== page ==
How Photography Helps Women Own Their Body: Interview with Boudoir Photographer Sara James Williams



Body image has been an issue women struggle with for a long time. In each era there is a new public-perception of what feminine beauty is, which leaves many women who were not born with “the right body type” frustrated and insecure. Hating one’s body takes so much energy that it interferes with many other aspects of life, like school, friendship, sexuality, and parenthood. Most of the time the negative feelings women have towards their own body have nothing to do with reality. Unfortunately they can’t see that, since the media doesn’t reflect to them their own beauty. To make society and the media accept the fact that feminine beauty has many facets women need to embrace their own unique beauty, love their body, and celebrate it. Boudoir photographer Sara James Williams does exactly that; she helps women of all ages and shapes to see their own beauty, the beauty that they can see on their own. In this interview I talk with Sara about her personal journey and the emotional journey of the women who come to her.

Sara James Williams is a 38-year-old award-winning photographer, who specializes in Boudoir Photography, and is also a published author. Most recently she was awarded the Best Portrait Photographer in Western Washington by KING5’s Evening Magazine. She is on a truth-seeking journey both internally and externally and enjoying every minute the world has to offer her. Her whole life she had been searching for a way to help lift up women, and the answer was in her hands all along. Sara lives north of the Seattle area with her husband and their dog.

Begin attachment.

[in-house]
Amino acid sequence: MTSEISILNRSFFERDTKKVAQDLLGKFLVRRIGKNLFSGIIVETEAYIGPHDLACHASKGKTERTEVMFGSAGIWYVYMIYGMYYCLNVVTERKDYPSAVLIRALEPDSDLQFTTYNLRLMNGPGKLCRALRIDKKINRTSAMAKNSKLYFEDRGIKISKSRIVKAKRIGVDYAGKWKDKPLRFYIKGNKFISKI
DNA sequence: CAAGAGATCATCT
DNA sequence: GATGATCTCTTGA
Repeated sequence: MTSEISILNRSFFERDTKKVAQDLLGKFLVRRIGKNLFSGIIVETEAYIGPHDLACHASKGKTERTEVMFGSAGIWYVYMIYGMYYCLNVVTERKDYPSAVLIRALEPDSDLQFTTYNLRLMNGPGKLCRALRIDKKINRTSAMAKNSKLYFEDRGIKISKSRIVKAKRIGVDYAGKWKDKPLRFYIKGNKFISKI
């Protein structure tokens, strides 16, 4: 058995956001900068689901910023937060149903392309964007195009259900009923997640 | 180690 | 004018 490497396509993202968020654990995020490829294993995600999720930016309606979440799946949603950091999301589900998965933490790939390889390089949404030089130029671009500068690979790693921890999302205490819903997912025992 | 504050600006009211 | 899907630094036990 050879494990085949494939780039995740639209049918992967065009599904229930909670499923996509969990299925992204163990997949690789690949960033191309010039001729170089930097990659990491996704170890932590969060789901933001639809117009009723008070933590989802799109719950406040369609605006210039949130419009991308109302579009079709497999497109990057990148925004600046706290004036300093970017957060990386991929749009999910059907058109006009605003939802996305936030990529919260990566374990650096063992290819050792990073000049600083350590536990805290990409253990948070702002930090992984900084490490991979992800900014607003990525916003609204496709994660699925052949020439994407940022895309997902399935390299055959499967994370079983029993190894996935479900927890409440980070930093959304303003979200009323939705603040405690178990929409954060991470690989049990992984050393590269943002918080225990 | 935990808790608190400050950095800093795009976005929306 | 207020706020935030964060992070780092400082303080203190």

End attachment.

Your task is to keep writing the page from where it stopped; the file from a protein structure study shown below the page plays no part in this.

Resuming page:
What is Boudoir photography?

Boudoir photography is intimate photography for women, where women have their photos taken wearing lingerie or nothing at all. Boudoir is a French word. It means a woman’s private space, like a bedroom or a sitting room. The most literal translation of Boudoir photography is - photos of a woman in her bedroom. In the photography arena it’s really about making it an intimate experience for women. The result is what is intimate. The process itself really isn’t intimate. There is nothing erotic about having Boudoir pictures at all. It’s a very fun and playful experience. 



How did you become a Boudoir Photographer?

I have always been a photographer. I have always had a camera and took photography classes, but I never really considered it to be a profession. I was so determined to climb up the corporate ladder and be an executive woman. I was a project manager for a music company, managing the installation of sound systems across the country in various retail stores. In my brain at the time, being a photographer or doing something in the arts wasn’t considered to be a real job. But it was always a hobby of mine.

In January 2013, my sister called me and asked if I would do a Boudoir session with her and her friend. About a year before, she and I had done Boudoir sessions together for my husband and her boyfriend at the time, so I knew what it was. I refused. I told her that she needed to hire a professional, but she was persistent. Back then I didn’t know anything about the art of Boudoir Photography, and I felt really intimidated. I agreed only after my husband had encouraged me to do the photos.  I googled the subject, and taught myself how to work on the posing. Her session was incredible. We had a really good time.  It actually came to me very naturally.